Just needed to write something about Paper Towns, by John Green. It's not going to be a very in-depth discussion, I'm afraid. My mind just isn't ready for long blog-posts these days. But I thought I better start getting into the habit of writing about what I've read, and of course - actually reading more so that I can write about them.
Quentin Jacobsen is an ordinary high-school teenager who has been in love with the girl next door - Margo Roth Spiegelman - since he was a child. According to the social hierachy of high school, Quentin belongs to the nerd side of the fence, while Margo is on the cool side. While Margo was kind enough to keep the local school bully off Quentin and his friends, Margo and Quentin just don't mix in the same circle. That is until one fateful night, Margo sneaked into Quentin's room dressed like a ninja, and pulls Quentin along for a night of adventure - and revenge on Margo's cheating boyfriend.
After that night, Quentin felt maybe there was a connection between Margo and himself. Except, Margo suddenly went missing. The police and Margo's parents didn't seem to have a clue where to find her. Margo's parents in fact, don't seem all that eager to go looking for her. Then, from a poster of Bob Dylan in Margo's room, a note Margo left hidden on Quentin's bedroom door - and most of all, an annotated copy of Leaves of Grass, Quentin decided Margo had left clues to where she could be found.
Paper Towns is about Quentin's search for Margo Roth Speigelman. On a more metaphorial level, it is about Quentin's search for the real Margo Roth Spiegelman - that elusive search for the authentic person, instead of an idea of a person. It explores that universal desire to be known for who we really are, rather than merely existing as an idea, a stereotype, for the other person.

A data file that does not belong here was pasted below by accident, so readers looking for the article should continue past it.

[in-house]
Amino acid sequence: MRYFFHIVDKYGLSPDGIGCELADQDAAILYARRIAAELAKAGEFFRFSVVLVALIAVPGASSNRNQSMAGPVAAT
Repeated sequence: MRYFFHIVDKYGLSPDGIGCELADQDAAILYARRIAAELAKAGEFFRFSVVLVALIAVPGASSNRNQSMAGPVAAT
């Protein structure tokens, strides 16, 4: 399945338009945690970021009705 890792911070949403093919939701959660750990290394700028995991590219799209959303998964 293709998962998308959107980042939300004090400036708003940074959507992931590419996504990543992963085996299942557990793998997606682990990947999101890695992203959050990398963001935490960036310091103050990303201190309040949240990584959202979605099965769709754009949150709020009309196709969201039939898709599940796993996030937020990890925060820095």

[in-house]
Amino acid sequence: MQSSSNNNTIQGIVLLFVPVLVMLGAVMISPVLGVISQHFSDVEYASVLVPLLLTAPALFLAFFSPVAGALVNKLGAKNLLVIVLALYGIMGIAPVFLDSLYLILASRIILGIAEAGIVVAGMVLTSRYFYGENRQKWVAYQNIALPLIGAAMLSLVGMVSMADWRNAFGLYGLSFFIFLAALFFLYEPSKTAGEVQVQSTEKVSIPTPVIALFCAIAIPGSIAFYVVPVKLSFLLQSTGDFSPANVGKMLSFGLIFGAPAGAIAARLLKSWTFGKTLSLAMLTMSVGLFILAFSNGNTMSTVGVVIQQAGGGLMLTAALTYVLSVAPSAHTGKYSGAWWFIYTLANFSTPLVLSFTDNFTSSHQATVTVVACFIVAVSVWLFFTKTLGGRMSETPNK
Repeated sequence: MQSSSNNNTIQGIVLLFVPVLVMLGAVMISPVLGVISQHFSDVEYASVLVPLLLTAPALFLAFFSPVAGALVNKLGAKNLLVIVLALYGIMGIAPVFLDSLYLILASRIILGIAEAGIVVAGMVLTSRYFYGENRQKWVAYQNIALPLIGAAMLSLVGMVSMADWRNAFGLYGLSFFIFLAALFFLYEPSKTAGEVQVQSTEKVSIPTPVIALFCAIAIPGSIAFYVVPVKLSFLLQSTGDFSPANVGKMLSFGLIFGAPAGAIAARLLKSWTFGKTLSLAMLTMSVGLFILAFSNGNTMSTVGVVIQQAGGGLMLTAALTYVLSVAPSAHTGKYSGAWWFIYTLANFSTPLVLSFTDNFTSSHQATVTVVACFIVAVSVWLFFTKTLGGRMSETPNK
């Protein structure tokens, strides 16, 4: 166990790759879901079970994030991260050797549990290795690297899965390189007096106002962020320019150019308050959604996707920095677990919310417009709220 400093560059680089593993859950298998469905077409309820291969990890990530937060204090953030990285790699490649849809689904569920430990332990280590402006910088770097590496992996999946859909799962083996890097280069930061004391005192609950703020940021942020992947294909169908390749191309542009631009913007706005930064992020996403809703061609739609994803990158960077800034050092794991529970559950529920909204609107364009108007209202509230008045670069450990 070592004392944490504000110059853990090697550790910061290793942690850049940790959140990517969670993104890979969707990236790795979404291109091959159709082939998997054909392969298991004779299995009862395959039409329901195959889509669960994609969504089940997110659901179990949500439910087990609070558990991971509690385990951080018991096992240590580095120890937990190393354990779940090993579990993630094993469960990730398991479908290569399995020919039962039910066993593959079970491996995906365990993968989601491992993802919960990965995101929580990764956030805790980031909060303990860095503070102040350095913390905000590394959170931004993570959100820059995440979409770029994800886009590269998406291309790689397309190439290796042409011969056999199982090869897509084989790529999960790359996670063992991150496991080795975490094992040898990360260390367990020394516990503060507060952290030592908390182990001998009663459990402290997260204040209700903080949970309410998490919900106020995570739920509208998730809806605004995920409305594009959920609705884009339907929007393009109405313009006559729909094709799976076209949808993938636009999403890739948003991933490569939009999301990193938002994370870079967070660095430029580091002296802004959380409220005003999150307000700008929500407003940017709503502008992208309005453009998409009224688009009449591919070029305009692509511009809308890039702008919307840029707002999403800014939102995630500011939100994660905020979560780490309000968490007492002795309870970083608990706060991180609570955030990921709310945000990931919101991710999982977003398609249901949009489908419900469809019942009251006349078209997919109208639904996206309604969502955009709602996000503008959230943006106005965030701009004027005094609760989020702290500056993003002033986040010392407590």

In particular, I found myself ready to identify with Margo, especially with her record collection. (I don't have records, but I have plenty of CDs) The idea that our record collection can be too personal to be shared - because it represents such an important part of ourselves - I get that.
Margo Roth Spiegelman was a person, too. And I had never quite thought of her that way, not really; it was a failure of all my previous imaginings. All along--not only since she left, but for a decade before--I had been imagining her without listening, without knowing that she made as poor a window as I did. And so I could not imagine her as a person who could feel fear, who could feel isolated in a roomful of people, who could be shy about her record collection because it was too personal to share. Someone who might read travel books to escape having to live in the town that so many people escape to. Someone who--because no one thought she was a person--had no one to really talk to.
And all at once I knew how Margo Roth Spiegelman felt when she wasn't being Margo Roth Spiegelman: she felt empty. She felt the unscaleable wall surrounding her. I thought of her asleep on the carpet with only that jagged sliver of sky above her. Maybe Margo felt comfortable there because Margo the person lived like that all the time: in an abandoned room with blocked-out windows, the only light pouring in through holes in the roof. Yes. The fundamental mistake I had always made--and that she had, in fairness, always led me to make--was this: Margo was not a miracle. She was not an adventure. She was not a fine and precious thing. She was a girl.
I liked Paper Towns. It was charming, written with good humour. It isn't heavy-handed in its messages, and the ending particularly - was left wide-open to possibilities.